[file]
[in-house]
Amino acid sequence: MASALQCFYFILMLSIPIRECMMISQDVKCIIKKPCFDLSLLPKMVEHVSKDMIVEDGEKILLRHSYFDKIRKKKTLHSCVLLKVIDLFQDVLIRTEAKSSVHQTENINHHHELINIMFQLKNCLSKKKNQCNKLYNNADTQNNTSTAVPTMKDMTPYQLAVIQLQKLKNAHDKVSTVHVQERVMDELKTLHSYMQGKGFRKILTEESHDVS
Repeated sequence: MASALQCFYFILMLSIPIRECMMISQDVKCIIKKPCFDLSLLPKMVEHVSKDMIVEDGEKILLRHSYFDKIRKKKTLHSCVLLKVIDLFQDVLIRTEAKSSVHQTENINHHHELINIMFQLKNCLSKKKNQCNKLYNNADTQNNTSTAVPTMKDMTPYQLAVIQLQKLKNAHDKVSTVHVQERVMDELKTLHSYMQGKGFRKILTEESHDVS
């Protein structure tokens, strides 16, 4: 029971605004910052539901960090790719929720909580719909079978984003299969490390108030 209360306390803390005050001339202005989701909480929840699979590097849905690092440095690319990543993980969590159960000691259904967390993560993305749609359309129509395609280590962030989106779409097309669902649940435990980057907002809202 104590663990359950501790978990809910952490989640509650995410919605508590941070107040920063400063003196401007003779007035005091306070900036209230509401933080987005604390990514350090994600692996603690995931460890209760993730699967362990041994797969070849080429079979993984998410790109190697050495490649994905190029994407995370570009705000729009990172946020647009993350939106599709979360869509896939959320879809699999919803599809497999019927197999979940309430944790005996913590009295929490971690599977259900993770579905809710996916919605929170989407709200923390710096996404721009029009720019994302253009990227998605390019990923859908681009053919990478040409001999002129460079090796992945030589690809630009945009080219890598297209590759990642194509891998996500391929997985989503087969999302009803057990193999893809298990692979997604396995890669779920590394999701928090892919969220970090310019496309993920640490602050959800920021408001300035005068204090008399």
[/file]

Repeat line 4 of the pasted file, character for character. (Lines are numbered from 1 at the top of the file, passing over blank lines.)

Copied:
């Protein structure tokens, strides 16, 4: 029971605004910052539901960090790719929720909580719909079978984003299969490390108030 209360306390803390005050001339202005989701909480929840699979590097849905690092440095690319990543993980969590159960000691259904967390993560993305749609359309129509395609280590962030989106779409097309669902649940435990980057907002809202 104590663990359950501790978990809910952490989640509650995410919605508590941070107040920063400063003196401007003779007035005091306070900036209230509401933080987005604390990514350090994600692996603690995931460890209760993730699967362990041994797969070849080429079979993984998410790109190697050495490649994905190029994407995370570009705000729009990172946020647009993350939106599709979360869509896939959320879809699999919803599809497999019927197999979940309430944790005996913590009295929490971690599977259900993770579905809710996916919605929170989407709200923390710096996404721009029009720019994302253009990227998605390019990923859908681009053919990478040409001999002129460079090796992945030589690809630009945009080219890598297209590759990642194509891998996500391929997985989503087969999302009803057990193999893809298990692979997604396995890669779920590394999701928090892919969220970090310019496309993920640490602050959800920021408001300035005068204090008399």